It is believed that forty percent were conscious and left an extreme burning sensation and muscle spasms, asphyxiation and eventually cardiac arrest. All this would happen if a person is at least partially paralyzed and can not tell anyone that they are awake. 
Some doctors believe that this is caused by too low a sodium dose of thiopental, usually only 2-3 grams. Inmates vary in size and most have elevated adrenaline levels when they die. This means that a larger dose is needed to combat this.
3 The Cost Of Failure
Even if the lethal injections were completely painless if correctly administered, they are seldom done right. Doctors and nurses are often prohibited from participating in an execution because of their code of ethics. Some do, but their work is frowned upon, to say the least.
However, some doctors do not even comment on the practice. This means that technicians who have no formal education in the complexity of anaesthesiology perform the three settings. Any error can lead to a failed execution. The detainee will suffer unnecessarily if the technician can not properly insert the needle, mix the shots, or inject too little chemical.
These mistakes are quite common.
A solution for infusion in Oklahoma The femoral artery of Clayton Lockett instead empties directly under the skin. He eventually died after 43 minutes of extreme pain.
In Georgia, technicians had particular difficulty inserting the IV. A technician gave up after one hour of searching for a suitable vein, which in and of itself sounds like torture. In another case, a 72-year-old had used an IV near the groin after his arms could not offer a vein.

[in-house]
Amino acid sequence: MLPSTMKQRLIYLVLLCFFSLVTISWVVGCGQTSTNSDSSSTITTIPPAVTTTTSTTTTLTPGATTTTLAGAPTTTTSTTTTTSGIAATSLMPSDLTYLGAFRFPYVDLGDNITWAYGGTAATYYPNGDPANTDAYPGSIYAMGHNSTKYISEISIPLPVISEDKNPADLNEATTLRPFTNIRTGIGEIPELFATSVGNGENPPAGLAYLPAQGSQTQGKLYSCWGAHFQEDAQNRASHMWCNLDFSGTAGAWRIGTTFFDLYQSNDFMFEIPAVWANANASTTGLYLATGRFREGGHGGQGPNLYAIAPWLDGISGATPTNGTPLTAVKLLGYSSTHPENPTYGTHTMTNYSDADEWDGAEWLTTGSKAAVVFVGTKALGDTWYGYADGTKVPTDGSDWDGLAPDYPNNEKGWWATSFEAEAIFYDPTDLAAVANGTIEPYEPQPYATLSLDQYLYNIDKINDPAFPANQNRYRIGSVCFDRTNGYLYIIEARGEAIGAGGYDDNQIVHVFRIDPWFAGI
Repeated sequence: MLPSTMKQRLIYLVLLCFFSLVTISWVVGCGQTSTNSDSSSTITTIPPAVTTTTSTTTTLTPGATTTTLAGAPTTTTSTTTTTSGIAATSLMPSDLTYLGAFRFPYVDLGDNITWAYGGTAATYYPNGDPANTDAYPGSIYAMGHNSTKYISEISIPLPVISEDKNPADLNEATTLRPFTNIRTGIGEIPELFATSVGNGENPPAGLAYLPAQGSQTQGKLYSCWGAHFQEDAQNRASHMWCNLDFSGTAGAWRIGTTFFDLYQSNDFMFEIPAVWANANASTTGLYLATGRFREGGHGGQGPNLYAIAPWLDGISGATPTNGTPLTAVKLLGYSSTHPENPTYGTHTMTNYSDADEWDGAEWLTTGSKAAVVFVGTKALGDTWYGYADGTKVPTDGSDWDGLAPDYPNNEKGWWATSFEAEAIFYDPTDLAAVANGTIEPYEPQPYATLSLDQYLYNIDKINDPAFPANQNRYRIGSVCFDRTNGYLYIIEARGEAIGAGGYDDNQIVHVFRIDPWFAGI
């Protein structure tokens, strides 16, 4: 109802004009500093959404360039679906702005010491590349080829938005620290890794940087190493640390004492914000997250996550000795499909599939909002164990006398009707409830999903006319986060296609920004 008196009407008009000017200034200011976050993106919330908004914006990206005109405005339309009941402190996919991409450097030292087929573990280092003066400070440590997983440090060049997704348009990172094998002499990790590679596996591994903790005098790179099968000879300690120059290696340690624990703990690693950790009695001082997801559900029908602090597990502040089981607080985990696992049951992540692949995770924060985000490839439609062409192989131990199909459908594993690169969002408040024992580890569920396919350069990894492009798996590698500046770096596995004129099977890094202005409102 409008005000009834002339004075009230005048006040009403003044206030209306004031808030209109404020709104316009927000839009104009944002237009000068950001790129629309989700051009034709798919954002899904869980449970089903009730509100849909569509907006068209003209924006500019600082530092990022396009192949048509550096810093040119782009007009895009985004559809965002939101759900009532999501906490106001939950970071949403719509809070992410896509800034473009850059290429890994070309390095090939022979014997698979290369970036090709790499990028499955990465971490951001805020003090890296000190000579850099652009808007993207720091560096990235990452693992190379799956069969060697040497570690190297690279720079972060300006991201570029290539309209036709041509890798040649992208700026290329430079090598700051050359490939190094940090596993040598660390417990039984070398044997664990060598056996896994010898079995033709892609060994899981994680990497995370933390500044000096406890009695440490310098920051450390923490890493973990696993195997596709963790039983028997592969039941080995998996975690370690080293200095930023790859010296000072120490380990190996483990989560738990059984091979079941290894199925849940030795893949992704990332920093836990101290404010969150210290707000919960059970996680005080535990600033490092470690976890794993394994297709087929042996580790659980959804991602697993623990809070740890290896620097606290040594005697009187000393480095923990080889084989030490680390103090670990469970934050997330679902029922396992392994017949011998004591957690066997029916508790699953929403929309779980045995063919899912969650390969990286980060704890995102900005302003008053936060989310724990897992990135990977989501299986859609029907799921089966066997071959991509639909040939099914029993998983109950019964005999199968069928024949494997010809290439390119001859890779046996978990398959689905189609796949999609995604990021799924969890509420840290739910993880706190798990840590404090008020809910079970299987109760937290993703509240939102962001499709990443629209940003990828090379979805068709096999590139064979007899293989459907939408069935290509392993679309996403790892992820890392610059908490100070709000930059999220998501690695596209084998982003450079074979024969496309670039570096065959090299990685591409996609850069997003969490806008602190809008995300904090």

In Ohio, Dennis McGuire was executed with a controversial drug combination that made him gasp for 26 minutes.  For reference, the United Nations denounces any method of execution that causes its victim to suffer for more than 10 minutes.
2 The Cost Of Success
Although we have discussed the implications of executing the convicts and witnesses, there is often pain for those executing the execution.
A firing squad traditionally requires that at least one weapon contain a blank so that every hangman has the feeling that he has not killed the prisoner. Hangings and Guillotines remove the executioners to a lesser degree from the executed. They pull a lever or cut a rope, and gravity does the rest for them. Even stoning is a method of execution that spreads guilt to anyone who throws a stone.
Frank Thompson described the process of the first lethal injection in Oregon during an interview with the Phoebe Judge of [Verb.] by Criminal . Thompson was given the responsibility to investigate how other states, such as Texas and Arkansas, had executed their executions and assembled a team to conduct the case.